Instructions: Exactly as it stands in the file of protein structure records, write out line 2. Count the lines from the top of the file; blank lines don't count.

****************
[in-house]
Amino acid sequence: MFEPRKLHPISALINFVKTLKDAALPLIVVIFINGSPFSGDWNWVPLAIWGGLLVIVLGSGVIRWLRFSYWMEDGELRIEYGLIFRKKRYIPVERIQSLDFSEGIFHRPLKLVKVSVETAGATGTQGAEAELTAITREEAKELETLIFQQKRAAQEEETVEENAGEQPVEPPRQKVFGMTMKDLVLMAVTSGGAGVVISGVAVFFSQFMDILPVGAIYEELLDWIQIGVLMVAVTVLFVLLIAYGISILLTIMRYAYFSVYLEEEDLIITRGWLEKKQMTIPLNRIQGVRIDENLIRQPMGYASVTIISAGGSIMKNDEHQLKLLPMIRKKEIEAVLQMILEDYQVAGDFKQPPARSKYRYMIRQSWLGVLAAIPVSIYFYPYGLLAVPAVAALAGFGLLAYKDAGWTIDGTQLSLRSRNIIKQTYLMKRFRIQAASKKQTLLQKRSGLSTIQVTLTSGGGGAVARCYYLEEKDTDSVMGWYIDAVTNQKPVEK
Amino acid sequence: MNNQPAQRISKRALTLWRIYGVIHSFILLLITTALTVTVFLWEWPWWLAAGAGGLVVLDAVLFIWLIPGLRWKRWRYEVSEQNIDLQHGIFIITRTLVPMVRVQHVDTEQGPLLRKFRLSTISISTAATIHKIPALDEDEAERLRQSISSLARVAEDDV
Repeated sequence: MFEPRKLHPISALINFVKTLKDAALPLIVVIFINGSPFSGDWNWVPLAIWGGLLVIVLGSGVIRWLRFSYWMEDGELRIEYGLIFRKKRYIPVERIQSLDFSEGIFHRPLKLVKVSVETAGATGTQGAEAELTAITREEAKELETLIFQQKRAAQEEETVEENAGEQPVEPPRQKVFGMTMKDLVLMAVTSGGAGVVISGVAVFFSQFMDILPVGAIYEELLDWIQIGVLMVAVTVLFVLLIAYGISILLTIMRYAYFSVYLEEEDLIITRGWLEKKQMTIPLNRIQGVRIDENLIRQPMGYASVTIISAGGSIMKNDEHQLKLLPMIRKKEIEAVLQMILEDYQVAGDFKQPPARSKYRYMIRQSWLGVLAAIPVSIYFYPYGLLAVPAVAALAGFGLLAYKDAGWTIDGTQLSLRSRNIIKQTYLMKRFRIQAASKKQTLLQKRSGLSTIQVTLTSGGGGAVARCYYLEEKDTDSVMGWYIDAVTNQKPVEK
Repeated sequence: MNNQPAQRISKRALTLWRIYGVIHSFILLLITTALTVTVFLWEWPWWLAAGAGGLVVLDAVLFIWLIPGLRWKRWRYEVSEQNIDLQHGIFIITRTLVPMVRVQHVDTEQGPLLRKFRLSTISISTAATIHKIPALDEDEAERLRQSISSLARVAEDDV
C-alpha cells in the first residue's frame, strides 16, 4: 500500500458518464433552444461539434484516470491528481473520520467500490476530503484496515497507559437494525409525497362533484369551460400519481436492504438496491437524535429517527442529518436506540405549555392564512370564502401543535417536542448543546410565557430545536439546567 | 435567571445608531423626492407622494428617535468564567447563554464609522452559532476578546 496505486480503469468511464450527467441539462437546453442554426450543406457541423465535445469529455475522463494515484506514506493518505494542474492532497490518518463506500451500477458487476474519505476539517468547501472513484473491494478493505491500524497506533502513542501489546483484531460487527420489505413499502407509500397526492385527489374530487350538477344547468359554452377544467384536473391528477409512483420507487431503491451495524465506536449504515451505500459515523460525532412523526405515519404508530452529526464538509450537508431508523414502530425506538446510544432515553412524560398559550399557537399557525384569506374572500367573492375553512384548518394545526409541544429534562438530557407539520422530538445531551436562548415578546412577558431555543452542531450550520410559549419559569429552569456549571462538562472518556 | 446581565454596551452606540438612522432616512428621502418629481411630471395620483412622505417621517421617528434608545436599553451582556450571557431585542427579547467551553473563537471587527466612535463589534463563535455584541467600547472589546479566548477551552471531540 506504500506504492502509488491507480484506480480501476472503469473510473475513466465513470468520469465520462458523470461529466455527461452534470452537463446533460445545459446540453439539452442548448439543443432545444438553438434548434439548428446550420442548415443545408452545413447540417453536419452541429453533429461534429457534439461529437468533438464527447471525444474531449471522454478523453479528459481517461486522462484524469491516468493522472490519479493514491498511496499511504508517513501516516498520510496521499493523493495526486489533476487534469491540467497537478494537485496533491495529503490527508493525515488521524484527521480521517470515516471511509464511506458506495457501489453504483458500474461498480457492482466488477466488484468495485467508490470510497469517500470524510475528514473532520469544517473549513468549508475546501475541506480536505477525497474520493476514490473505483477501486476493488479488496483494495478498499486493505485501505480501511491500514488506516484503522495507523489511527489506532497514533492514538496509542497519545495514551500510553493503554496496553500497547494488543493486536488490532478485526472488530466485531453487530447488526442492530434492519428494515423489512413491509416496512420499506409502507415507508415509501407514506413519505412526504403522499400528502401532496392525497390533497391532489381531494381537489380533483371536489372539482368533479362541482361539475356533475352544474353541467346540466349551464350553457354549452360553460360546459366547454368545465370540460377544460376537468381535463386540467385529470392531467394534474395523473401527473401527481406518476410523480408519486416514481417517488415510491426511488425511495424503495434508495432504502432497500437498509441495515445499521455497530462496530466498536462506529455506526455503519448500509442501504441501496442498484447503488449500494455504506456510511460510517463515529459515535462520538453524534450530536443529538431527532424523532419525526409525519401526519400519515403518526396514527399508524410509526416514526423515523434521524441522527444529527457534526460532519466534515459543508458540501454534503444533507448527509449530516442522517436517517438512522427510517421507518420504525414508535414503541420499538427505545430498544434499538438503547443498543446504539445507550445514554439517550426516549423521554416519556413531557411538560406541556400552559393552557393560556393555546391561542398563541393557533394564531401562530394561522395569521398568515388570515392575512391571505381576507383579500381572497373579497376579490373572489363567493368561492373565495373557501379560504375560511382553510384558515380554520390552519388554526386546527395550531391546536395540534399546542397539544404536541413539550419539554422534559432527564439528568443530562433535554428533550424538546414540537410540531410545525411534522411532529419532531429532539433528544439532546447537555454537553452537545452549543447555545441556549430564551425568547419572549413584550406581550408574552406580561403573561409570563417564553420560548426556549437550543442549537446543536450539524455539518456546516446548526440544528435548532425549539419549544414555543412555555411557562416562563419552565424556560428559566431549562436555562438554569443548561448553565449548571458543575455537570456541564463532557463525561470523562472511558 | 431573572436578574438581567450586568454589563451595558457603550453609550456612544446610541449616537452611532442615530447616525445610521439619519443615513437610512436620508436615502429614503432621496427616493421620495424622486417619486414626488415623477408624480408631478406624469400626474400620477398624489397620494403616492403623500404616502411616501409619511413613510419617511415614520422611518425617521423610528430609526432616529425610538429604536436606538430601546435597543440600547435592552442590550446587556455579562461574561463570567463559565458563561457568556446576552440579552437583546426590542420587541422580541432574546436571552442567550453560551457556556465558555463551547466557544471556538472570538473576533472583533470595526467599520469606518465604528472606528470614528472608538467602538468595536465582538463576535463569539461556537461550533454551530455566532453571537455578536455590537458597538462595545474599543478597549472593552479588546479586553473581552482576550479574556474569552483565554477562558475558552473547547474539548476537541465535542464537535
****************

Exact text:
Amino acid sequence: MFEPRKLHPISALINFVKTLKDAALPLIVVIFINGSPFSGDWNWVPLAIWGGLLVIVLGSGVIRWLRFSYWMEDGELRIEYGLIFRKKRYIPVERIQSLDFSEGIFHRPLKLVKVSVETAGATGTQGAEAELTAITREEAKELETLIFQQKRAAQEEETVEENAGEQPVEPPRQKVFGMTMKDLVLMAVTSGGAGVVISGVAVFFSQFMDILPVGAIYEELLDWIQIGVLMVAVTVLFVLLIAYGISILLTIMRYAYFSVYLEEEDLIITRGWLEKKQMTIPLNRIQGVRIDENLIRQPMGYASVTIISAGGSIMKNDEHQLKLLPMIRKKEIEAVLQMILEDYQVAGDFKQPPARSKYRYMIRQSWLGVLAAIPVSIYFYPYGLLAVPAVAALAGFGLLAYKDAGWTIDGTQLSLRSRNIIKQTYLMKRFRIQAASKKQTLLQKRSGLSTIQVTLTSGGGGAVARCYYLEEKDTDSVMGWYIDAVTNQKPVEK